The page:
Roche Bros. to set up a farmers’ market outside of its coming Downtown Crossing location to introduce itself to the neighborhood until the store officially opens in early Spring, 2015.
According to a news release today, printed in the BBJ, “the grocer is setting up five fresh produce stands outside the historic Millennium Tower/Burnham Building where construction is currently underway on the company’s 25,000 square-foot flagship supermarket. The open-air offerings are scheduled to operate seven days a week, from 10 a.m. to 6 p.m. The produce stands will primarily feature fresh fruits, as well as some vegetables, flowers, and seasonal baked goods. The Roche Bros. team will keep the stands open through October.”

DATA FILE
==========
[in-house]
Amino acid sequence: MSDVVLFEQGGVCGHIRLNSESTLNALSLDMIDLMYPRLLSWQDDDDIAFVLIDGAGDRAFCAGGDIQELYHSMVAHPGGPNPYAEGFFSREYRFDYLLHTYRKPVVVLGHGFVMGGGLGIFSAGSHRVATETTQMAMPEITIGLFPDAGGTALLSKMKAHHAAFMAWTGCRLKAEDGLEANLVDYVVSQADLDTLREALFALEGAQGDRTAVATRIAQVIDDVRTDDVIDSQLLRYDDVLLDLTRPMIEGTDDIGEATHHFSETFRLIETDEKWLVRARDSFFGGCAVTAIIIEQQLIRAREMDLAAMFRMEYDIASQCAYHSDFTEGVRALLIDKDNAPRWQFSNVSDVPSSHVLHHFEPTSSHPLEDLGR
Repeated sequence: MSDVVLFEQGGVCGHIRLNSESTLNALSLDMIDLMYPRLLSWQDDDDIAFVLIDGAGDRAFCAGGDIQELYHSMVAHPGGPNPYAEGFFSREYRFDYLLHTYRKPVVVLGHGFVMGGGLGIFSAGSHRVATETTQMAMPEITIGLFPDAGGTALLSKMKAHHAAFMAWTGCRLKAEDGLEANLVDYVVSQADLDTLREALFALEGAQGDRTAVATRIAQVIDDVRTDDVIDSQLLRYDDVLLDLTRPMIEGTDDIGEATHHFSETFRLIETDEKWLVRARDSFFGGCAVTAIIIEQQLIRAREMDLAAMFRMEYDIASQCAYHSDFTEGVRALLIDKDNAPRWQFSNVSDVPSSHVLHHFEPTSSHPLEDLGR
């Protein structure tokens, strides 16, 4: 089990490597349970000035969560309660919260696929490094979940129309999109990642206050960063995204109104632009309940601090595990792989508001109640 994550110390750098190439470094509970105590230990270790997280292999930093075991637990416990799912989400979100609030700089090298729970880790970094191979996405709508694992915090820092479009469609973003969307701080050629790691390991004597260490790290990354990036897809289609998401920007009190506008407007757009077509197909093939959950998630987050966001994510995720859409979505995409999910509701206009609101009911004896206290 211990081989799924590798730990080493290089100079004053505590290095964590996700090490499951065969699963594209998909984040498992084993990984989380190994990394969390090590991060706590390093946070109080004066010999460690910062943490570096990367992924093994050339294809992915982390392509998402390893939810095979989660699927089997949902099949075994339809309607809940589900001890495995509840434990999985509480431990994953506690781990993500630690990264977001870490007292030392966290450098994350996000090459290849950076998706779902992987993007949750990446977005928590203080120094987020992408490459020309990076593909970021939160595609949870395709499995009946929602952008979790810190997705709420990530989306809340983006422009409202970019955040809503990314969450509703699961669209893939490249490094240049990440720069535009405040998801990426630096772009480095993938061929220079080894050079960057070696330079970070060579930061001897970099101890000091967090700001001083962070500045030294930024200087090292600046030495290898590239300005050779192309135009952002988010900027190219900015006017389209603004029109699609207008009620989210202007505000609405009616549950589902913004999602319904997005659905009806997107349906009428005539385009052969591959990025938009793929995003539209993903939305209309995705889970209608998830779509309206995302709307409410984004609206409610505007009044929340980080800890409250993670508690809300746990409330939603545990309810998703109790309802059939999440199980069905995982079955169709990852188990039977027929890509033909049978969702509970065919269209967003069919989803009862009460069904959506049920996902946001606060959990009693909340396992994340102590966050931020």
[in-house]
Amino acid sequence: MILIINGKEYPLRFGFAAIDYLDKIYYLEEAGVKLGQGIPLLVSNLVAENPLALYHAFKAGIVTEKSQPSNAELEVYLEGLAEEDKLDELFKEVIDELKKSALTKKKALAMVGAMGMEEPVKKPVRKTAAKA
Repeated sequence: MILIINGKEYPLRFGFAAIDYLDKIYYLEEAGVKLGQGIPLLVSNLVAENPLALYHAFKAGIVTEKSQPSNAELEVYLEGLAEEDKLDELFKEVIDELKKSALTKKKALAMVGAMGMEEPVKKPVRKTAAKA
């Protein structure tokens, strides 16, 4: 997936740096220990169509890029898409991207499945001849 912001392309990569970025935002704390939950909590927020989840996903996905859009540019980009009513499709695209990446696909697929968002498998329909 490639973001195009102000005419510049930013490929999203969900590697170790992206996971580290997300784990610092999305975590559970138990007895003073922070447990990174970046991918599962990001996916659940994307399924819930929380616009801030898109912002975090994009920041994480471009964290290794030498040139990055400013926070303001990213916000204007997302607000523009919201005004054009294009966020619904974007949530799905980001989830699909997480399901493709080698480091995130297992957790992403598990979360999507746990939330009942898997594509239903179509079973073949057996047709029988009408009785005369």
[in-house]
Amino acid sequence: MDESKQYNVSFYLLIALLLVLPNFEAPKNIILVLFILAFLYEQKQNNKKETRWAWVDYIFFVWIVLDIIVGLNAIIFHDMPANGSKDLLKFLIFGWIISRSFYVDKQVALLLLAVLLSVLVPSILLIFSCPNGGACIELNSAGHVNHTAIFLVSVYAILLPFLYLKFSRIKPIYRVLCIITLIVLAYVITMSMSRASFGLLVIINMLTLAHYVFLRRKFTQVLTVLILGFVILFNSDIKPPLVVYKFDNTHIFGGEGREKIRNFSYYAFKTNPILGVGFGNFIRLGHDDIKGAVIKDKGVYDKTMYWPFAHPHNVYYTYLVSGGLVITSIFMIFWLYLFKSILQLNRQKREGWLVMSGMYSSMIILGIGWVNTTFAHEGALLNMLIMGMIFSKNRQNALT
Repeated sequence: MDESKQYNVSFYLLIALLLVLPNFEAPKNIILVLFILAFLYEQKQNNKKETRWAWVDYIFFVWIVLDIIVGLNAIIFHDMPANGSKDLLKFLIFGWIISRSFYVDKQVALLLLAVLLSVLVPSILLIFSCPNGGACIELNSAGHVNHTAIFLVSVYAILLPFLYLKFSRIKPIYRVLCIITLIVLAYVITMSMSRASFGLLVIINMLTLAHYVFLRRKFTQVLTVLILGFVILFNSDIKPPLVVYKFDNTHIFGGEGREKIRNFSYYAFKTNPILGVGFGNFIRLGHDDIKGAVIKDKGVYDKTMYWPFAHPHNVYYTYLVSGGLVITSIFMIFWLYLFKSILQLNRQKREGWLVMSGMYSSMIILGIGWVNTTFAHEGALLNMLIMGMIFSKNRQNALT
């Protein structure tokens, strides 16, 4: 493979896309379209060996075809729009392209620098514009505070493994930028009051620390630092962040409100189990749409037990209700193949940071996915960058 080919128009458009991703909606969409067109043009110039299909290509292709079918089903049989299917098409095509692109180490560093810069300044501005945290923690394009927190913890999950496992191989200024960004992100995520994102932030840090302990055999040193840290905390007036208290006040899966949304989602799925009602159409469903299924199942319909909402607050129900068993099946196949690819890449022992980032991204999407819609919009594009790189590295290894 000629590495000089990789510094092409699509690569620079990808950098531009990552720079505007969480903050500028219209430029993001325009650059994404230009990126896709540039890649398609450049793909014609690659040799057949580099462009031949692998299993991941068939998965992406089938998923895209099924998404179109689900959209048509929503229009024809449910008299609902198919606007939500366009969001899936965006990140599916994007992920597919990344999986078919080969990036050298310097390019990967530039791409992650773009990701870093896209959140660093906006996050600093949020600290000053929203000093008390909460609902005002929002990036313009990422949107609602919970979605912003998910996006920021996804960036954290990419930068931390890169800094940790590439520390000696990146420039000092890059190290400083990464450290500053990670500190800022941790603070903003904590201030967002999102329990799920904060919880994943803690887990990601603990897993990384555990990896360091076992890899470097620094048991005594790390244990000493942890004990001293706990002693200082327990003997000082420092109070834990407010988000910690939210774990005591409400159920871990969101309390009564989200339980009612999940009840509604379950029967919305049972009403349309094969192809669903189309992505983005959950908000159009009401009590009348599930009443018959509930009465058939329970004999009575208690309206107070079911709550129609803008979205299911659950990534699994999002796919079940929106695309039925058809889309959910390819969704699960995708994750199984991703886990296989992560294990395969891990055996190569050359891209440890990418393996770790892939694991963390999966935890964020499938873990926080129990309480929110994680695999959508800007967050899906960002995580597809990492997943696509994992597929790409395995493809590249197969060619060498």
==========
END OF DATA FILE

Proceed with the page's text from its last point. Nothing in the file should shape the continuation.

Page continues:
Are you looking to hire web developers are part of your growth into new office space? If yes prepare for some competition. Employers are thinking beyond just salary when it comes to new hires some items that hit the list are:
Location, Location, Location
Being centrally located Downtown with easy access to commuter rail is top priority
Catered food services for all meals
Concierge for daily tasks such as meeting the Cable Guy at home.
Cool, fun and innovative office environment
Health Wellness program – Health club membership
According to the BBJ, “Companies are increasingly trying to make it more attractive for these Web experts to stay at firms. “When these guys are on the market there’s so much demand for them that they’re getting snapped up within a day or two.”